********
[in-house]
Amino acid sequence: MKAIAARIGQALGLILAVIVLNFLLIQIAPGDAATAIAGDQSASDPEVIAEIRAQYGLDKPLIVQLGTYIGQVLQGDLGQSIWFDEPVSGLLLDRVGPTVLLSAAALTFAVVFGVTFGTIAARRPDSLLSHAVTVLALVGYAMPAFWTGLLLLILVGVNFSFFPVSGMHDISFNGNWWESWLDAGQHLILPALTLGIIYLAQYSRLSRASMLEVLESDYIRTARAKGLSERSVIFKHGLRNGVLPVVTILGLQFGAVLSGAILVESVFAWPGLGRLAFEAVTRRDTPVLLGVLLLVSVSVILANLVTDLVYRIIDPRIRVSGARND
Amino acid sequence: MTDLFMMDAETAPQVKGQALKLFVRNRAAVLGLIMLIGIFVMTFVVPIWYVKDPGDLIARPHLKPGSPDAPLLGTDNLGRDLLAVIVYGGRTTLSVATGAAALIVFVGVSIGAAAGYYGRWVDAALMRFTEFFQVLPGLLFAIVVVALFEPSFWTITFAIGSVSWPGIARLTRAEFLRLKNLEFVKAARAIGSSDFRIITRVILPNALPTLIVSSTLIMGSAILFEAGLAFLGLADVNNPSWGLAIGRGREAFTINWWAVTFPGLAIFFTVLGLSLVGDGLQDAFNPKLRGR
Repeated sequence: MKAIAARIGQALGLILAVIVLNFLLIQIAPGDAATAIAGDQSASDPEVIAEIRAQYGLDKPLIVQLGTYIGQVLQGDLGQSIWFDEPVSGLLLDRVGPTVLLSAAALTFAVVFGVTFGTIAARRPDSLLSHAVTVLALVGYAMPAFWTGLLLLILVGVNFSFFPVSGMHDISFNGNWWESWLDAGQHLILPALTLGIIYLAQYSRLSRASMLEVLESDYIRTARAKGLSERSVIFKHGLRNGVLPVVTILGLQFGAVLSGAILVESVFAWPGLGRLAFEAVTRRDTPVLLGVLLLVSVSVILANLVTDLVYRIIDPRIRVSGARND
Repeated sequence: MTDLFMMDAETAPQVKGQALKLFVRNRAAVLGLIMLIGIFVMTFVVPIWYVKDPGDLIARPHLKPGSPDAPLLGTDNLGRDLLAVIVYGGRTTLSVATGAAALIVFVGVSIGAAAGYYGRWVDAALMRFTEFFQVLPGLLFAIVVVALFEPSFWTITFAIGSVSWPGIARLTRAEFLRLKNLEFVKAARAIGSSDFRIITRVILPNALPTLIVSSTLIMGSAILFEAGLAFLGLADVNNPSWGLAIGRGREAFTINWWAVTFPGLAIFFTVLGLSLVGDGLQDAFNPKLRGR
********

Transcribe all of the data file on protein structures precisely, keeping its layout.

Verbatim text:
[in-house]
Amino acid sequence: MKAIAARIGQALGLILAVIVLNFLLIQIAPGDAATAIAGDQSASDPEVIAEIRAQYGLDKPLIVQLGTYIGQVLQGDLGQSIWFDEPVSGLLLDRVGPTVLLSAAALTFAVVFGVTFGTIAARRPDSLLSHAVTVLALVGYAMPAFWTGLLLLILVGVNFSFFPVSGMHDISFNGNWWESWLDAGQHLILPALTLGIIYLAQYSRLSRASMLEVLESDYIRTARAKGLSERSVIFKHGLRNGVLPVVTILGLQFGAVLSGAILVESVFAWPGLGRLAFEAVTRRDTPVLLGVLLLVSVSVILANLVTDLVYRIIDPRIRVSGARND
Amino acid sequence: MTDLFMMDAETAPQVKGQALKLFVRNRAAVLGLIMLIGIFVMTFVVPIWYVKDPGDLIARPHLKPGSPDAPLLGTDNLGRDLLAVIVYGGRTTLSVATGAAALIVFVGVSIGAAAGYYGRWVDAALMRFTEFFQVLPGLLFAIVVVALFEPSFWTITFAIGSVSWPGIARLTRAEFLRLKNLEFVKAARAIGSSDFRIITRVILPNALPTLIVSSTLIMGSAILFEAGLAFLGLADVNNPSWGLAIGRGREAFTINWWAVTFPGLAIFFTVLGLSLVGDGLQDAFNPKLRGR
Repeated sequence: MKAIAARIGQALGLILAVIVLNFLLIQIAPGDAATAIAGDQSASDPEVIAEIRAQYGLDKPLIVQLGTYIGQVLQGDLGQSIWFDEPVSGLLLDRVGPTVLLSAAALTFAVVFGVTFGTIAARRPDSLLSHAVTVLALVGYAMPAFWTGLLLLILVGVNFSFFPVSGMHDISFNGNWWESWLDAGQHLILPALTLGIIYLAQYSRLSRASMLEVLESDYIRTARAKGLSERSVIFKHGLRNGVLPVVTILGLQFGAVLSGAILVESVFAWPGLGRLAFEAVTRRDTPVLLGVLLLVSVSVILANLVTDLVYRIIDPRIRVSGARND
Repeated sequence: MTDLFMMDAETAPQVKGQALKLFVRNRAAVLGLIMLIGIFVMTFVVPIWYVKDPGDLIARPHLKPGSPDAPLLGTDNLGRDLLAVIVYGGRTTLSVATGAAALIVFVGVSIGAAAGYYGRWVDAALMRFTEFFQVLPGLLFAIVVVALFEPSFWTITFAIGSVSWPGIARLTRAEFLRLKNLEFVKAARAIGSSDFRIITRVILPNALPTLIVSSTLIMGSAILFEAGLAFLGLADVNNPSWGLAIGRGREAFTINWWAVTFPGLAIFFTVLGLSLVGDGLQDAFNPKLRGR